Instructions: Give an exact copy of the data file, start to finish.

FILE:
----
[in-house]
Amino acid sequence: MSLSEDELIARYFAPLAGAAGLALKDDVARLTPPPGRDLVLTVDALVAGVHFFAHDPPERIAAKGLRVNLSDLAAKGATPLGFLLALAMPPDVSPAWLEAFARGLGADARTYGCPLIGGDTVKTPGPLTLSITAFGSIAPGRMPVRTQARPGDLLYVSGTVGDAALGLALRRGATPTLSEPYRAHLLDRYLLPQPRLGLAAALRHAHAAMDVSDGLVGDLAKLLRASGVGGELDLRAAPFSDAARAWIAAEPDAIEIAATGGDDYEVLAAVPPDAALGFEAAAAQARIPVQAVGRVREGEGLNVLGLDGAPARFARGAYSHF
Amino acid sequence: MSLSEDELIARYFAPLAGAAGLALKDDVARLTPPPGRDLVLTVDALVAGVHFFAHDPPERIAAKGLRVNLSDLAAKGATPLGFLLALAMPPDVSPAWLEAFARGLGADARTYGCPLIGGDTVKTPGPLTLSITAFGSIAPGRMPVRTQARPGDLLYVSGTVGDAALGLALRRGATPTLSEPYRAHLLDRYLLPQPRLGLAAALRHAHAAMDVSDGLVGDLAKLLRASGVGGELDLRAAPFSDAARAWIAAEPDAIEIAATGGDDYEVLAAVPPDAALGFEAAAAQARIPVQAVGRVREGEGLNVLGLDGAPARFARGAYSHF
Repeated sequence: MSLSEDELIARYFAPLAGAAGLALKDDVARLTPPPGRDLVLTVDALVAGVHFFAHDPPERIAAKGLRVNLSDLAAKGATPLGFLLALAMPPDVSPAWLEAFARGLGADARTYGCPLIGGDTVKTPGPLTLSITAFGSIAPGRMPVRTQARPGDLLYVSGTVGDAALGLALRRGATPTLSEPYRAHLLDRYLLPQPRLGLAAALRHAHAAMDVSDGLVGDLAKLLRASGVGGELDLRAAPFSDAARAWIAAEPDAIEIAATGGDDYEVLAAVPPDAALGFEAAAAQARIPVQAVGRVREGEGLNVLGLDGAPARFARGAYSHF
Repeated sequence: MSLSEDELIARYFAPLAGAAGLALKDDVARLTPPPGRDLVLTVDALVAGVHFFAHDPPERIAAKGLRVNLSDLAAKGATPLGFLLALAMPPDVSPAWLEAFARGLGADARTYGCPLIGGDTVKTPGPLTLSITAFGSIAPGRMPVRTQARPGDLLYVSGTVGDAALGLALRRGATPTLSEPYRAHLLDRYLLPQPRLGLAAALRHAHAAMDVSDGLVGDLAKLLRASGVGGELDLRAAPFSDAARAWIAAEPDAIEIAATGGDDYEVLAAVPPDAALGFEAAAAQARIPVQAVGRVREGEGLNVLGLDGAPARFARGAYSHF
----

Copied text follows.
[in-house]
Amino acid sequence: MSLSEDELIARYFAPLAGAAGLALKDDVARLTPPPGRDLVLTVDALVAGVHFFAHDPPERIAAKGLRVNLSDLAAKGATPLGFLLALAMPPDVSPAWLEAFARGLGADARTYGCPLIGGDTVKTPGPLTLSITAFGSIAPGRMPVRTQARPGDLLYVSGTVGDAALGLALRRGATPTLSEPYRAHLLDRYLLPQPRLGLAAALRHAHAAMDVSDGLVGDLAKLLRASGVGGELDLRAAPFSDAARAWIAAEPDAIEIAATGGDDYEVLAAVPPDAALGFEAAAAQARIPVQAVGRVREGEGLNVLGLDGAPARFARGAYSHF
Amino acid sequence: MSLSEDELIARYFAPLAGAAGLALKDDVARLTPPPGRDLVLTVDALVAGVHFFAHDPPERIAAKGLRVNLSDLAAKGATPLGFLLALAMPPDVSPAWLEAFARGLGADARTYGCPLIGGDTVKTPGPLTLSITAFGSIAPGRMPVRTQARPGDLLYVSGTVGDAALGLALRRGATPTLSEPYRAHLLDRYLLPQPRLGLAAALRHAHAAMDVSDGLVGDLAKLLRASGVGGELDLRAAPFSDAARAWIAAEPDAIEIAATGGDDYEVLAAVPPDAALGFEAAAAQARIPVQAVGRVREGEGLNVLGLDGAPARFARGAYSHF
Repeated sequence: MSLSEDELIARYFAPLAGAAGLALKDDVARLTPPPGRDLVLTVDALVAGVHFFAHDPPERIAAKGLRVNLSDLAAKGATPLGFLLALAMPPDVSPAWLEAFARGLGADARTYGCPLIGGDTVKTPGPLTLSITAFGSIAPGRMPVRTQARPGDLLYVSGTVGDAALGLALRRGATPTLSEPYRAHLLDRYLLPQPRLGLAAALRHAHAAMDVSDGLVGDLAKLLRASGVGGELDLRAAPFSDAARAWIAAEPDAIEIAATGGDDYEVLAAVPPDAALGFEAAAAQARIPVQAVGRVREGEGLNVLGLDGAPARFARGAYSHF
Repeated sequence: MSLSEDELIARYFAPLAGAAGLALKDDVARLTPPPGRDLVLTVDALVAGVHFFAHDPPERIAAKGLRVNLSDLAAKGATPLGFLLALAMPPDVSPAWLEAFARGLGADARTYGCPLIGGDTVKTPGPLTLSITAFGSIAPGRMPVRTQARPGDLLYVSGTVGDAALGLALRRGATPTLSEPYRAHLLDRYLLPQPRLGLAAALRHAHAAMDVSDGLVGDLAKLLRASGVGGELDLRAAPFSDAARAWIAAEPDAIEIAATGGDDYEVLAAVPPDAALGFEAAAAQARIPVQAVGRVREGEGLNVLGLDGAPARFARGAYSHF